Got burgled, some thoughs regarding technology
May 18, 2011 by
Last week (sunday 8th of May) one of my friends broke his leg playing soccer, so we decided to go
visit him, as we got home at about 10:00PM I noticed a rather strange looking stick outside our flat
As we opened the door to our flat my wife noticed that the curtain by the door is pulled back and pieces of glass all
over the floor, a robber (probably one of the seven dwarfs, my guess is "Grumpy") broke a window (seen
below) and managed to climb through the burglar bars.
The robber got away with two laptops, a tablet, external drives and some of my wifes jewelry - all of it worth
around R 30 000 (about $ 4 300)
along with all my hard earned intellectual property (incl backups)
Incidently Jon Skeet
also got burgled a few weeks before
us (also lost some data)
All of this misfortune made me think about revising my backup strategy, its obviously not very clever to have all your
eggs in one basket (fire, theft, hardware failure etc)
, we can't afford having a single point of failure.
This makes a nice case for having your data somewhere on the server in the sky aka cloud, but this
doesn't mean that you're immune against the odd cloud burst ;), even google won't guarantee nor take responsibility
for your loss of data on their servers as seen in the following extract out of their terms of service
15. LIMITATION OF LIABILITY
15.1 SUBJECT TO OVERALL PROVISION IN PARAGRAPH 14.1 ABOVE, YOU EXPRESSLY UNDERSTAND AND AGREE THAT GOOGLE, ITS SUBSIDIARIES AND AFFILIATES, AND ITS LICENSORS SHALL NOT BE LIABLE TO YOU FOR:
(A) ANY DIRECT, INDIRECT, INCIDENTAL, SPECIAL CONSEQUENTIAL OR EXEMPLARY DAMAGES WHICH MAY BE INCURRED BY YOU, HOWEVER CAUSED AND UNDER ANY THEORY OF LIABILITY.. THIS SHALL INCLUDE, BUT NOT BE LIMITED TO, ANY LOSS OF PROFIT (WHETHER INCURRED DIRECTLY OR INDIRECTLY), ANY LOSS OF GOODWILL OR BUSINESS REPUTATION, ANY LOSS OF DATA SUFFERED, COST OF PROCUREMENT OF SUBSTITUTE GOODS OR SERVICES, OR OTHER INTANGIBLE LOSS;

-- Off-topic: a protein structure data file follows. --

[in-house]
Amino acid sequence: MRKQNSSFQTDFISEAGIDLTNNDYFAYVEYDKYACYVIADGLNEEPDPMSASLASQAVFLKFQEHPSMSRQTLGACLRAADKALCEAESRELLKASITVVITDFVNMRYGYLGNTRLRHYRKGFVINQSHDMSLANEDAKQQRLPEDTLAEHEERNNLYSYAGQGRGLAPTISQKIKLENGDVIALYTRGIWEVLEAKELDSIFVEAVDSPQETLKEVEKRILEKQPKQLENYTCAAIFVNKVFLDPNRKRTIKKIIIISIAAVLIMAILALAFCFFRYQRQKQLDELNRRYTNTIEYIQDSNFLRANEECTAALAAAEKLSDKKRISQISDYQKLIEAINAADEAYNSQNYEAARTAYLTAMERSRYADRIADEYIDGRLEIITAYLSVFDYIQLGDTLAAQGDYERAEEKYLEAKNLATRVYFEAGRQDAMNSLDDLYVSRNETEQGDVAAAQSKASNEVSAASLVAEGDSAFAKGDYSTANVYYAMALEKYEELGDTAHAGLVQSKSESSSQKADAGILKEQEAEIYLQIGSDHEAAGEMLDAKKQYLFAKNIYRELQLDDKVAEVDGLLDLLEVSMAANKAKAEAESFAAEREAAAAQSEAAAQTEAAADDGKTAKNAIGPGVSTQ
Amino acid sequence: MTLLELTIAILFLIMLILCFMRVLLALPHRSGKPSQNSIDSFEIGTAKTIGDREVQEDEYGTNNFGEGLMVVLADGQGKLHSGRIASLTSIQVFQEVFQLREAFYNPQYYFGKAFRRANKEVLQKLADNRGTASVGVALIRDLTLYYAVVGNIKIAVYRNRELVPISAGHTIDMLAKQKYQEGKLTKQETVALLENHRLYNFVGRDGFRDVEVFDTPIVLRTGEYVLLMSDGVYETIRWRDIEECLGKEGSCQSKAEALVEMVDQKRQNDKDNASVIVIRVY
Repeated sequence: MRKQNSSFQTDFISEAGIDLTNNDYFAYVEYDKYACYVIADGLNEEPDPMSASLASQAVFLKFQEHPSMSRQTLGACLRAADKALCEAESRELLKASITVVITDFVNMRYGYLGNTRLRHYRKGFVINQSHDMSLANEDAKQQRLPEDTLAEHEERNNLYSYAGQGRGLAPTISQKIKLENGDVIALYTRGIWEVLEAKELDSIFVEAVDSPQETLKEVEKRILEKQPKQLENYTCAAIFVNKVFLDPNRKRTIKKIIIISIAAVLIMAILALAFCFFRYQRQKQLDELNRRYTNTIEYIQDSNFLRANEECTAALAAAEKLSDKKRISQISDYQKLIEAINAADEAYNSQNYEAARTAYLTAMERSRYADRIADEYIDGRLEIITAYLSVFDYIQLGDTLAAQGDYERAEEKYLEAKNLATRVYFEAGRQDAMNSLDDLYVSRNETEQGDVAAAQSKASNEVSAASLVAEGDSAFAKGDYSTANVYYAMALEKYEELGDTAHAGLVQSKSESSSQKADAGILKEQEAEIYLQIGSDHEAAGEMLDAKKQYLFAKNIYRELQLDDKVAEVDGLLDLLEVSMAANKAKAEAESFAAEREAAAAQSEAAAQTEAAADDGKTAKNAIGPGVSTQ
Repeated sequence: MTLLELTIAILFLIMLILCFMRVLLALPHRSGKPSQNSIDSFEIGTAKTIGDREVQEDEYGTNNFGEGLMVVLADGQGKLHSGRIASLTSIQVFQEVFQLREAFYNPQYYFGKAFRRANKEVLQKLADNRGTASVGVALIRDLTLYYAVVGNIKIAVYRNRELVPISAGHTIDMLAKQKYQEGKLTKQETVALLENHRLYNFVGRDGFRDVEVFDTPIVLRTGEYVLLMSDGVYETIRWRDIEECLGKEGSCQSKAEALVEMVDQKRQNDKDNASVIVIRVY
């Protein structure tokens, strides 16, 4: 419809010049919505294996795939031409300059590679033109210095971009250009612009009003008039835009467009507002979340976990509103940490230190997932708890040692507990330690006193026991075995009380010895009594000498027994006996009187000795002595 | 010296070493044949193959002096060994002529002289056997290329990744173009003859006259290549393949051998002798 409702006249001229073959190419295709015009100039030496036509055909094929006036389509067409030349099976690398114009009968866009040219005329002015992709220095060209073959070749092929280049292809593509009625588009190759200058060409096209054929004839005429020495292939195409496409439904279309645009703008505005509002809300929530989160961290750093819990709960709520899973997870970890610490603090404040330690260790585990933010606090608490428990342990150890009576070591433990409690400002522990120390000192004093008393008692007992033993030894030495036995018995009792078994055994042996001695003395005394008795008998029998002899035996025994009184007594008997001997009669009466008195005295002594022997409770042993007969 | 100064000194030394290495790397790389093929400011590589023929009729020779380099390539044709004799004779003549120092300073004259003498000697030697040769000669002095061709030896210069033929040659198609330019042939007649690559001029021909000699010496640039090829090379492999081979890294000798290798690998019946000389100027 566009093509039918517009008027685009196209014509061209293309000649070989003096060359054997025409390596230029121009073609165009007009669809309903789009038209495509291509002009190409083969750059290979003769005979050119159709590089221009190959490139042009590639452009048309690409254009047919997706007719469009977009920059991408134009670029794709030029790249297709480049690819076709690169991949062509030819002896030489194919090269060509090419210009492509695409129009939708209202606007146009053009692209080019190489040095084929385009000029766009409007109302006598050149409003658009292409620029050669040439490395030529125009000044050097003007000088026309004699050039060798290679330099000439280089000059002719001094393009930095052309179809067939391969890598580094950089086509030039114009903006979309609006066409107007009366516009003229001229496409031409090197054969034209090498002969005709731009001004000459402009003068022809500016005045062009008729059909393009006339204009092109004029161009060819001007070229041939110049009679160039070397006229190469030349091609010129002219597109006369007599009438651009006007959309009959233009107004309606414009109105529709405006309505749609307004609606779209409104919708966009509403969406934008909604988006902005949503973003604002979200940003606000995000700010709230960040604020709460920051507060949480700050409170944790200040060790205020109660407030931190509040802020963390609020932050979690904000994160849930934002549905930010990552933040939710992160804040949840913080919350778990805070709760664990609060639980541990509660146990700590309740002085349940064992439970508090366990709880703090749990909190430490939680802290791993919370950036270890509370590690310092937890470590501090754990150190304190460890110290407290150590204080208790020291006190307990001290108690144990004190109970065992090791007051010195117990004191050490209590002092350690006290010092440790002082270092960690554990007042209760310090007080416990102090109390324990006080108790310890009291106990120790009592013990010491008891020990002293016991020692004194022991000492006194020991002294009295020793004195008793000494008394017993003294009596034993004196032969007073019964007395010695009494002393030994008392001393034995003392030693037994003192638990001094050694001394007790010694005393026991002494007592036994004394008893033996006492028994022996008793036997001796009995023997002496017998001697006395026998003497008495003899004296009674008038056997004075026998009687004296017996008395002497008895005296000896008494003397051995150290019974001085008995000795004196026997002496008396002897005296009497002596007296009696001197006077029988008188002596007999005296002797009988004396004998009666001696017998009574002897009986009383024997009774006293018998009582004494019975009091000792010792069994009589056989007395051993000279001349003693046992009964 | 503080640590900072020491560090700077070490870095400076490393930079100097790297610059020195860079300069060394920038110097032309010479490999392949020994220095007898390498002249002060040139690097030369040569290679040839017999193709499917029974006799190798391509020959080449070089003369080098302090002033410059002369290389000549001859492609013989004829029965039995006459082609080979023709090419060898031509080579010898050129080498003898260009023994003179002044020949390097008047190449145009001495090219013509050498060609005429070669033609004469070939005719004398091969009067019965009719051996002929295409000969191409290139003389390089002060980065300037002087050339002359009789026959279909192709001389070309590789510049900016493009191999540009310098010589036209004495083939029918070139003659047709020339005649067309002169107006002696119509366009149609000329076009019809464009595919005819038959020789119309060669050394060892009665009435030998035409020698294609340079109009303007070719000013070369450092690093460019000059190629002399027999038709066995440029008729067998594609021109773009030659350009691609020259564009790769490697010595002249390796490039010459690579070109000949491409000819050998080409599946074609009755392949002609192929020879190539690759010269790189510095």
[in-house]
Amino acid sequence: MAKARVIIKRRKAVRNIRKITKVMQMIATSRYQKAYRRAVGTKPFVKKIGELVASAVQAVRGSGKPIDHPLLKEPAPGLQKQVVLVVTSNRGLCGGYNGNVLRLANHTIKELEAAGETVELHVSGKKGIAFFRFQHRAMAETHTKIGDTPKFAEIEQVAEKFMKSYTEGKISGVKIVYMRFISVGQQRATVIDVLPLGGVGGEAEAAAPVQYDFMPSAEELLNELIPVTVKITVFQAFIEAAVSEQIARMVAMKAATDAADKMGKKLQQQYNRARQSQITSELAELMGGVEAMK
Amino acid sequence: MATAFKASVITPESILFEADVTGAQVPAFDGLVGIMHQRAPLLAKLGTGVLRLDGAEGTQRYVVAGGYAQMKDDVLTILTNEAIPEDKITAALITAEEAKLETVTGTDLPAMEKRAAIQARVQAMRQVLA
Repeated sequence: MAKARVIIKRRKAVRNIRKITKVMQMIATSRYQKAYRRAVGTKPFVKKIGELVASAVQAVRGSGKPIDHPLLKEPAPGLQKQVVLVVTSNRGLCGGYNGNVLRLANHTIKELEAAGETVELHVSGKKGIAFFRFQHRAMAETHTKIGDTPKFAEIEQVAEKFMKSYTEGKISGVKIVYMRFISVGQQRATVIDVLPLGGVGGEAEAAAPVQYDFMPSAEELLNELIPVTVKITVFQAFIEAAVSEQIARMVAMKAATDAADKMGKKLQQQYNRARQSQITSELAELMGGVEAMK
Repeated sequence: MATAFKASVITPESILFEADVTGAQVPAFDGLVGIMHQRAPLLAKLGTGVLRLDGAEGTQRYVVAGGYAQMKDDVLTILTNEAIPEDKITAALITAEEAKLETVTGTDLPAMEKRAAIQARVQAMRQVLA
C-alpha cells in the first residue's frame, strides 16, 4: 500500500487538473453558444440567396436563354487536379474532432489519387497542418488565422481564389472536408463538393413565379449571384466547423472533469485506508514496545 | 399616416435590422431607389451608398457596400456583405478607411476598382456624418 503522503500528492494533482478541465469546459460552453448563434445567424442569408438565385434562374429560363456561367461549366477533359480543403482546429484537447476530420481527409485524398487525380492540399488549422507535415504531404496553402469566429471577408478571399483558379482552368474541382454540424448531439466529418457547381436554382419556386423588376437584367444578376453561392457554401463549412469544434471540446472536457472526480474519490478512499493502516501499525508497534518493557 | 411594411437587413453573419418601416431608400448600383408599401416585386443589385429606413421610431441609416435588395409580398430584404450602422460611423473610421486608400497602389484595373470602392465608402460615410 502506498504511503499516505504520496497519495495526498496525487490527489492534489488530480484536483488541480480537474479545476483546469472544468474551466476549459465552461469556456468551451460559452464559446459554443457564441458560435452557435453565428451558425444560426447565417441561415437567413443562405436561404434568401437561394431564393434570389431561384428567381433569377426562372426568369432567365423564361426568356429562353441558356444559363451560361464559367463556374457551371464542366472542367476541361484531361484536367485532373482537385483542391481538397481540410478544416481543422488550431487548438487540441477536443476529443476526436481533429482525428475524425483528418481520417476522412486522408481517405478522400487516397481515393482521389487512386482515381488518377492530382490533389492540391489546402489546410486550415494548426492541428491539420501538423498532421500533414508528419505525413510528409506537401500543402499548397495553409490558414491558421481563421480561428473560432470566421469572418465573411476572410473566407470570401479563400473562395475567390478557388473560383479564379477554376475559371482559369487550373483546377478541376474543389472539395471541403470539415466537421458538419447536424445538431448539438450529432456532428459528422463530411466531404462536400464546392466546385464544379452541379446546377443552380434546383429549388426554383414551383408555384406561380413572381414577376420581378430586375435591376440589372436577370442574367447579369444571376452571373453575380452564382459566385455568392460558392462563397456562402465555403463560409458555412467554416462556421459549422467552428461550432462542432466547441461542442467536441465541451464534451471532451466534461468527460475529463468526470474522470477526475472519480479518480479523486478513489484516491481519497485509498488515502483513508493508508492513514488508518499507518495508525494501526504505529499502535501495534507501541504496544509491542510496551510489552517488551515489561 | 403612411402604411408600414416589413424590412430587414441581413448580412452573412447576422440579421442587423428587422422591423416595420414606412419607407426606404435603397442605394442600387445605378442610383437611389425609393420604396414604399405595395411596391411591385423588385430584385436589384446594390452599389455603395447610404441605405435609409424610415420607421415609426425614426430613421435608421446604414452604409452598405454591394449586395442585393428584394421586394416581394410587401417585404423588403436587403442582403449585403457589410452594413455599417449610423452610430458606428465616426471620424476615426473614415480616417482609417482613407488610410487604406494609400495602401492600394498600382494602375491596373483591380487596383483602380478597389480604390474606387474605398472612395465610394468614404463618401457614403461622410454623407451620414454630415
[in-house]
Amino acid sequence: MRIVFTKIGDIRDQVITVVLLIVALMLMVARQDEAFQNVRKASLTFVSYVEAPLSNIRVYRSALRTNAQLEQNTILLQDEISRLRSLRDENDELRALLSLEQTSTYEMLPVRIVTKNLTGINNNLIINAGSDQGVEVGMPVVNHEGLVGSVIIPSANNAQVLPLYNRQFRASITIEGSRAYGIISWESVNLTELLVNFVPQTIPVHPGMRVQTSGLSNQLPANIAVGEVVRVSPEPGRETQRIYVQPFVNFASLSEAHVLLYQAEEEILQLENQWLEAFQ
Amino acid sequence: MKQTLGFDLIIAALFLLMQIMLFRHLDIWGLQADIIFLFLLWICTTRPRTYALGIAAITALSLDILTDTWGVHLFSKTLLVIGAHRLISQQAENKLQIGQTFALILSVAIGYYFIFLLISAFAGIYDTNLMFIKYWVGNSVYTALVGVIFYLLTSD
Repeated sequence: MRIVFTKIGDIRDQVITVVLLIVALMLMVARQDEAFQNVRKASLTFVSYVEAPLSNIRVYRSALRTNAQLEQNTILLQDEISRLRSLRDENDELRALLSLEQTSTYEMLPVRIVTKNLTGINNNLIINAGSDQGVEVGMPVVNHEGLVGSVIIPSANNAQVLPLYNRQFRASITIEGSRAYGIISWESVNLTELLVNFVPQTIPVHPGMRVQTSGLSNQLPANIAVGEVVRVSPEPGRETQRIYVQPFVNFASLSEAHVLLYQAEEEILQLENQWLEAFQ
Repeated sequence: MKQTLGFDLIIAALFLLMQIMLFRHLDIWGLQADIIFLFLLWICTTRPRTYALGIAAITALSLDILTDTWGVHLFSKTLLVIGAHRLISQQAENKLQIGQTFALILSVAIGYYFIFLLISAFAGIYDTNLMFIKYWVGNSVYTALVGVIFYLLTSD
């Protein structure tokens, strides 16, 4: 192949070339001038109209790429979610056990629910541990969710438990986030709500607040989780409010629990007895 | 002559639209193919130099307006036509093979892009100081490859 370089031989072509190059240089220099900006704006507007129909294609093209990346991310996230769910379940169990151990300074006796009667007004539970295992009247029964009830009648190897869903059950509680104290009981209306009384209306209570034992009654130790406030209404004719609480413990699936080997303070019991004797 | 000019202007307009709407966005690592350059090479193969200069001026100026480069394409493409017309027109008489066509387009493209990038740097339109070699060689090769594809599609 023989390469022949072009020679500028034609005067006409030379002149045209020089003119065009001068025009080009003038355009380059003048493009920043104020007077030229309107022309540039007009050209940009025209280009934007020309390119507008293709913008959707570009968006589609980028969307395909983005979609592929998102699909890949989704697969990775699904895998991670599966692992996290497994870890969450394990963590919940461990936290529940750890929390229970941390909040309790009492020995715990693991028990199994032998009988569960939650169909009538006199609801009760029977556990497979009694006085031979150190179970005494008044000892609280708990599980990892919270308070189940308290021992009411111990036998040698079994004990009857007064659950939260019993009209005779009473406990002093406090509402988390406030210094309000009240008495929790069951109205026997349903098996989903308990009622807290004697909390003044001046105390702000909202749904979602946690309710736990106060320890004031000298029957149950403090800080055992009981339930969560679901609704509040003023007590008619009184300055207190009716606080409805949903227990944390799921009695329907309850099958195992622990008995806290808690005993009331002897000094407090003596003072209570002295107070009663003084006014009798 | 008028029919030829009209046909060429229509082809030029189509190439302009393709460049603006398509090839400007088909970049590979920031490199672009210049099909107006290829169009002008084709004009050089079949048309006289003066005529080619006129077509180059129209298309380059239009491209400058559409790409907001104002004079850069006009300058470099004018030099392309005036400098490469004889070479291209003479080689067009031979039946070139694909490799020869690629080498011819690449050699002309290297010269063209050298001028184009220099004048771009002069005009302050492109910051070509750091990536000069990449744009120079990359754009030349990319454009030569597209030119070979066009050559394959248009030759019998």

Lets have a quick look at a few possible things to consider (consider I am no expert, just a few random thoughts)
Location, Location, Location
The biggest lesson I learned out of this experience is probably the physical location of
my backups e.g. needed an offsite backup strategy as well.
We can get a dedicated server, or use one of the many online services like Rsync.
(Or keep backups using removable harddrives at your office and home)
Type of data
I also noticed the amount of time I needed to re-install my software, to get everything
up and running again, service packs, patches etc (even now I am not even close to having
my development environment fully back to normal).
What a waste of time! Time I could have rather spent developing software.
Now instead of simply/solely having backups of my work, it would have been nice if I had an ISO or
something that contains everything I need to get up and running again - a simple restore there you go
As for my email, it would have made a lot more sense if I used IMAP instead of POP.
How often do we need to backup our data? Obviously critical/active data as often as possible.
Bandwidth (in context of offsite & frequency) is also something to consider (In my country
bandwidth is currently quite expensive) when looking at the frequency of backup (using a cloud strategy).
It would be ideal if we can revert back to a previous version of our data, if you or someone
else stuffed up :).
We need to verify that our backups are indeed running and not failing and take it seriously, hehehe.
We've got team foundation server at work, but I neglected to check everything in due to com failure.
Now I am just waiting for my insurance to process my claim, though I am not convinced that my insurance
is worth the money I am paying for it - perhaps rather invest i something thats not looking for a reason not to pay out ;)